NGI The Weekly Gas Market Report
Liquefied natural gas (LNG) exports from Alaska’s Kenai terminal may continue for two more years with the approval by the U.S. Department of Energy of an export license extension for ConocoPhillips and Marathon Oil Corp.
With the extension, which lasts from April 1, 2009 until March 31, 2011, the companies may export up to 98 Bcf. The terminal owners filed for the extension in January 2007 (see NGI, Jan. 22, 2007). The companies struck an agreement with the state a year later to secure its support of a license extension (see NGI, Jan. 7). The extension allows for exports to Japan and other countries on either side of the Pacific Rim.
The agreement with the state ensures that there will be adequate supplies of gas for local utilities, said Gov. Sarah Palin’s office at the time. It also requires the owners to develop additional natural gas reserves in Cook Inlet and allow third parties the opportunity to monetize their gas production through the LNG plant. Marathon and ConocoPhillips have also agreed to sell Cook Inlet seismic and well data to third parties.
“In these times of economic uncertainty, this is great news for the state and its residents,” Palin said Tuesday of the license extension. “This extension will secure a future for the LNG operation and is another step toward ensuring energy supplies and energy security for Alaska.”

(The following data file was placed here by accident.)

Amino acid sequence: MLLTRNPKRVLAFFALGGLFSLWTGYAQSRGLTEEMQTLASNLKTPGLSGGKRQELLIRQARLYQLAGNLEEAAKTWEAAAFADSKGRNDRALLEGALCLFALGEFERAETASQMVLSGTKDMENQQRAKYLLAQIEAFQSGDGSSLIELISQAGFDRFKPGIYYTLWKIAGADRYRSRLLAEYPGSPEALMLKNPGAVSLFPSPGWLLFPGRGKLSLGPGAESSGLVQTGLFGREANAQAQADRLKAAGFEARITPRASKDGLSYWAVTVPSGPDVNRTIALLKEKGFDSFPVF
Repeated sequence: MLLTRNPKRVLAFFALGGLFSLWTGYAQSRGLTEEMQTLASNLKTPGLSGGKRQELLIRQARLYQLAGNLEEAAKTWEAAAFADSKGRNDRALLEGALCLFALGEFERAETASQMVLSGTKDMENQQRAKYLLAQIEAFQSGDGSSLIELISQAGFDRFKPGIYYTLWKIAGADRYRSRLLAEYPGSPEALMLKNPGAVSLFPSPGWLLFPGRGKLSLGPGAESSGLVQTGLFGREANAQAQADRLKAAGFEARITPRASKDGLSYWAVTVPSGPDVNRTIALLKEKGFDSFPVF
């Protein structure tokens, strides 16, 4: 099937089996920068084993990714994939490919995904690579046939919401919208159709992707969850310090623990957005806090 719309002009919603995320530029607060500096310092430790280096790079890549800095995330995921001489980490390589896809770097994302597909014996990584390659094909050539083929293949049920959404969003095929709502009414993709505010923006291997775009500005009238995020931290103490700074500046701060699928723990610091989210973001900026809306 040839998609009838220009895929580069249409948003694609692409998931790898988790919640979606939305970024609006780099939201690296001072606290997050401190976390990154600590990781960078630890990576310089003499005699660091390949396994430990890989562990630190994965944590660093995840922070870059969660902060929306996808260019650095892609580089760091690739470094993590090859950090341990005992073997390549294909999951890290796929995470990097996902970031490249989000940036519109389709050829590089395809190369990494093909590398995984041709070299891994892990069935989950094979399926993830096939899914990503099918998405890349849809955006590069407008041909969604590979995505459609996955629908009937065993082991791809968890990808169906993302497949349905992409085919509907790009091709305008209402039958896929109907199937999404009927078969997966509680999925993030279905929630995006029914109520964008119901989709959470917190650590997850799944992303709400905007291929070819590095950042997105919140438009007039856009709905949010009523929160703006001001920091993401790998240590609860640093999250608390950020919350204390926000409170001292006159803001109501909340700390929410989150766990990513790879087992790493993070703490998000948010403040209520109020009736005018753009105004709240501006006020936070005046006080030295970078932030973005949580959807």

Also supporting the license is south-central Alaska local distribution company ENSTAR Natural Gas Co. as it will benefit from the ConocoPhillips and Marathon commitment to develop more gas supplies for the region (see NGI, April 28). The utility has been in talks with Agrium Inc., owner of an area fertilizer plant, about supporting a “bullet” gasline from the foothills of the Brooks Range to Cook Inlet, a spokesman told business leaders last month, as reported by the Associated Press. The 690-mile, 20-inch diameter bullet line would complement a larger North Slope-to-Alberta pipeline (see NGI, May 26) and could also extend the life of the Kenai LNG terminal, ENSTAR spokesman Curtis Thayer said.
According to the most recent statistics available from the U.S. Energy Information Administration (EIA), the United States exported to Japan an average of 3.14 Bcf of LNG per month over the period October 2007 through March 2008. Exports were 1.68 Bcf in October, 3.20 Bcf in November, 4.44 Bcf in December, 2.84 Bcf in January, 2.73 Bcf in February and 3.94 Bcf in March. The landed price for U.S. LNG received in Japan was $6.20/Mcf in October, $6.32/Mcf in November and $6.27/Mcf in December, according to the most recent figures available from EIA.
The Kenai LNG facility, located in Nikiski, is the only LNG export plant in North America. The companies have held a license to export LNG from the facility since 1967.
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